AI and Ethics Part 1: Impact on Privacy
While the word “robot” is now understood and known by many people due to its prominence in STEM fields and pop culture, most don’t know its dark origin. The term “robot” originated almost 100 years ago in a Czech play describing mechanical slaves created by humans that eventually rebelled against the human race. To celebrate the words’ 100th year birthday, I will focus all my posts in February on artificial intelligence and its potential benefits and risks.
One of the most prominent issues regarding AI is the prospect of machines utilizing deep learning impeding privacy. For AI to be successful and impactful, it needs to utilize immense amounts of data. Privacy concerns increase as companies feed more and more consumer and vendor data into advanced, AI-fuelled algorithms to create new bits of sensitive information, unbeknownst to affected consumers and employees. This means that AI may create portfolios of data for certain people, which can later be exploited. When it does, “it’s data that has not been provided with [an individual’s] consent or even with knowledge,” said Chantal Bernier, assistant and interim privacy commissioner in the Office of the Privacy Commissioner of Canada from 2008 to 2014. Another significant issue regarding AI and privacy is surveillance. Surveillance has always been a part of life and recognized by the public and policymakers; however, technology has changed significantly in the last decades while regulation has been slow to respond, resulting in a “certain anarchy that is exploited by the most powerful players.” Jon Fasam writes, “the rules are all over the place with a lot of this technology because it’s so new, because it changes so quickly,” Fasman says, in his book detailing the lack of regulation in AI. All data collection is now digital and connected to a single internet; AI increases intelligent data collection possibilities and data analysis possibilities. This applies to blanket surveillance of whole populations as well as to classic targeted surveillance. Also, much of the data is traded between agents, usually for a fee, resulting in massive amounts of private information being exposed.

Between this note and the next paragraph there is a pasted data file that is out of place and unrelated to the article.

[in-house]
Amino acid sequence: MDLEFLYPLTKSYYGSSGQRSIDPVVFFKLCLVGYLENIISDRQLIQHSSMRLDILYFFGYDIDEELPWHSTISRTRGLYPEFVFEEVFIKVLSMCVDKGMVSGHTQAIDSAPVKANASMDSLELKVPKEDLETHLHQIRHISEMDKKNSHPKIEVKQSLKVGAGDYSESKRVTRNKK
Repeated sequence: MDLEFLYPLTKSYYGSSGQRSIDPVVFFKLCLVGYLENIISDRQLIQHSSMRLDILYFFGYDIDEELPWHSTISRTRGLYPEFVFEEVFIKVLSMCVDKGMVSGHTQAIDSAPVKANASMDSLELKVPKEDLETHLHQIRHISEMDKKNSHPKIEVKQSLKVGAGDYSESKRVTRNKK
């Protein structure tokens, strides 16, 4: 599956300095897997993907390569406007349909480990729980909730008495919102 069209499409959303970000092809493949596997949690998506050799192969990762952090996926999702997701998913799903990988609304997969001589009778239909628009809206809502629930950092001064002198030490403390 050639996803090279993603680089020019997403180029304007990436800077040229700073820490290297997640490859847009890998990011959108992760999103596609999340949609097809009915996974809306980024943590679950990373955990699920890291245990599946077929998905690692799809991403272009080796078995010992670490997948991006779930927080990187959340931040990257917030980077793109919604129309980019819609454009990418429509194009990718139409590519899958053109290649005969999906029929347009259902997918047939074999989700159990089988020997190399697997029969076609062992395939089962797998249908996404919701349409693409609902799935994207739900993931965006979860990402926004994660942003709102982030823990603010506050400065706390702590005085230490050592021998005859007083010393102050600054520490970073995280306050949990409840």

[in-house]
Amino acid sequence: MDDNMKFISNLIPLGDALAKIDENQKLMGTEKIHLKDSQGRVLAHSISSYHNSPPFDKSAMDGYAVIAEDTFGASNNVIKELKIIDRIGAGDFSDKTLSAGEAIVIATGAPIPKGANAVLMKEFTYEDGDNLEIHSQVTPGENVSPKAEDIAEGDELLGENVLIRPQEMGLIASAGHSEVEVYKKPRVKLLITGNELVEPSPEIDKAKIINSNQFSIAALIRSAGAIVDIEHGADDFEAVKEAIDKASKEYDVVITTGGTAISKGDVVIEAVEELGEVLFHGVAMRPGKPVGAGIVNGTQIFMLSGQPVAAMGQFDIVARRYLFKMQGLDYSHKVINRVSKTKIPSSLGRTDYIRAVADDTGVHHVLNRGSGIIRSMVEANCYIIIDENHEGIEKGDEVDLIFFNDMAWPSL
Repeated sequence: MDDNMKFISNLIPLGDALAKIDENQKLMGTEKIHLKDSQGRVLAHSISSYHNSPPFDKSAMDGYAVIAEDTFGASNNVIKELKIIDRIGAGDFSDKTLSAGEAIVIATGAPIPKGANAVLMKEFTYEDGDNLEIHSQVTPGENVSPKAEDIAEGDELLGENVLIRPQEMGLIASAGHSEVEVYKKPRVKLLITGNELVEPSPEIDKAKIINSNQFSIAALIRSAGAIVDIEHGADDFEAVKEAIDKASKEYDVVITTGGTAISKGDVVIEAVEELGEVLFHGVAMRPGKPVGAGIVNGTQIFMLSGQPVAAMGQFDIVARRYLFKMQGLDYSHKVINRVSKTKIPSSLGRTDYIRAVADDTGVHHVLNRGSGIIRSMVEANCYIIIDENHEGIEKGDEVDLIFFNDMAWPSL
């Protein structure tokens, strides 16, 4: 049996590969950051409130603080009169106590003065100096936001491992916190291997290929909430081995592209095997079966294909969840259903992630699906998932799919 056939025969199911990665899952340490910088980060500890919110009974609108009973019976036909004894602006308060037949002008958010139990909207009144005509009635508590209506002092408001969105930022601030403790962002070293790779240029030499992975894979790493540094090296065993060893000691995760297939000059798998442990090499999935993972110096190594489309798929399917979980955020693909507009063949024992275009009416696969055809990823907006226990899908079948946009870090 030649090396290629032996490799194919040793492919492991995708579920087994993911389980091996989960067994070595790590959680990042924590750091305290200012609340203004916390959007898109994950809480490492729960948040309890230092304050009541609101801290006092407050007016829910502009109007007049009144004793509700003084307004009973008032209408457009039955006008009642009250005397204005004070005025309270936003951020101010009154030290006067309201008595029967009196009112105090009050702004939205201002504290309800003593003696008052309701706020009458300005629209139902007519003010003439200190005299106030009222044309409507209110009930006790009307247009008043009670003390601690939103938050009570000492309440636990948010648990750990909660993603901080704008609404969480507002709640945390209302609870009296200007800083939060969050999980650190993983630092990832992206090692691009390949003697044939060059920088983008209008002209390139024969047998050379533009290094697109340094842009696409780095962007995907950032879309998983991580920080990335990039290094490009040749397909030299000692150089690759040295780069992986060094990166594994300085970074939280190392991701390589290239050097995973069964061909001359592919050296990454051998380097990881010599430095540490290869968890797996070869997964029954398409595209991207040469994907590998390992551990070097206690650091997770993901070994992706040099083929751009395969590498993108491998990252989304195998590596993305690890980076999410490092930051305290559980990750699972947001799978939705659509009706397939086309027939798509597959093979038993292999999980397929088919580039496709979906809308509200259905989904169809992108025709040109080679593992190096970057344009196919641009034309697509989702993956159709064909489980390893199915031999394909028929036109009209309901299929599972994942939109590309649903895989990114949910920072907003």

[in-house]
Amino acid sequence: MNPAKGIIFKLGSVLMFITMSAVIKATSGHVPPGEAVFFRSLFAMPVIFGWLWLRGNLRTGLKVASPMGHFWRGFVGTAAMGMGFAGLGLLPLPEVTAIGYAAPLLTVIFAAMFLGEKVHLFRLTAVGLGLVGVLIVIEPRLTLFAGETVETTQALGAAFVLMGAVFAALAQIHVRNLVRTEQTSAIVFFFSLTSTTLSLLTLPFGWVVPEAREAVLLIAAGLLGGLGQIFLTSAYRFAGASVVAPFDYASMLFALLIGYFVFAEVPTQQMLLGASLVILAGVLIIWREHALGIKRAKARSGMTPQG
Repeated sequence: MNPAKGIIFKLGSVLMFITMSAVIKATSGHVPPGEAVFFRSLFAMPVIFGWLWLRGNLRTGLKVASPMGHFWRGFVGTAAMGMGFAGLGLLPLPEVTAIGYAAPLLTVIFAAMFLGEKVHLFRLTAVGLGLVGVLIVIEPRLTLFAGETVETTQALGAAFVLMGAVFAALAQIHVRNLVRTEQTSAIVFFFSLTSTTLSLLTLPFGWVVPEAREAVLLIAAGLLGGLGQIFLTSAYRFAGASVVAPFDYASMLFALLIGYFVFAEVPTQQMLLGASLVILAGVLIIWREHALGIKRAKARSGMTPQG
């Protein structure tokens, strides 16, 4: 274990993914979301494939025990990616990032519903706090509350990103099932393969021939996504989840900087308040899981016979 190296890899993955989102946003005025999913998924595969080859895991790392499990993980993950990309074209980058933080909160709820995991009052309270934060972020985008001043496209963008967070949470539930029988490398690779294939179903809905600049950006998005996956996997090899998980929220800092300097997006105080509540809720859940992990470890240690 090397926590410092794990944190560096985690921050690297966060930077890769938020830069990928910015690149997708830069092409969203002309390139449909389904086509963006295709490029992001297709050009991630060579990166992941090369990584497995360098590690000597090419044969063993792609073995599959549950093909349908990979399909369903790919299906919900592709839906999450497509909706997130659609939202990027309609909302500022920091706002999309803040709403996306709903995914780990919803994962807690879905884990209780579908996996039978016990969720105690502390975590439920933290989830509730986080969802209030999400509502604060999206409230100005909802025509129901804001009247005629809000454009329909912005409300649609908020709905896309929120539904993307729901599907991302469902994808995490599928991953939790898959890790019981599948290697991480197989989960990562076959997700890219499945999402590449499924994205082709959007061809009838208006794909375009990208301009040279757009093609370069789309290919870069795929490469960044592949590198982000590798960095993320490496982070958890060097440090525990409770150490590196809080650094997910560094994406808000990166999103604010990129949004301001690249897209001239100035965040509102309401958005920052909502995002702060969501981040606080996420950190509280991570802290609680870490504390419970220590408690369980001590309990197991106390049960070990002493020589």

However, while the problem of AI impeding privacy is very real, there are also various potential solutions. The simplest would simply be greater regulation. An example of successful data regulation would be the EU’s General Data Protection Regulation, or GDPR. The GDPR went into effect in 2018 and vaulted digital privacy expectations to a higher level worldwide by ushering in new standards on a person’s right to their own information. The EU’s new privacy rules are taken seriously because of the potential fines for violations. Organizations can face fines up to the greater of €20 million ($22 million) or 4% of their annual global turnover if they are found to be out of compliance with the new privacy regulations. How data is stored, used, and protected is a focus of the GDPR, requiring companies to ensure their data collection and use policies and practices align with the privacy standard, which requires tight control over how personal data is collected and processed. The GDPR has been immensely successful, and similar plans could be implemented in the United States to ensure better data privacy. Additionally, AI can be used to protect privacy just as well as it can infringe upon it. For example, some companies are beginning to use regulated AI that aligns with current privacy laws to audit and monitor data. The purpose of the auditing and monitoring is to determine whether data leakage, inappropriate access, or other compromises to the data are occurring. Historically, auditing and monitoring have been a manual process; however, that process is often long and ineffective at capturing all leaks. AI is an exponentially superior agent when it comes to auditing and determining where there are privacy leaks. Thus it is evident that with the correct regulation, and use, AI can be an instrumental tool in producing a better future for the world.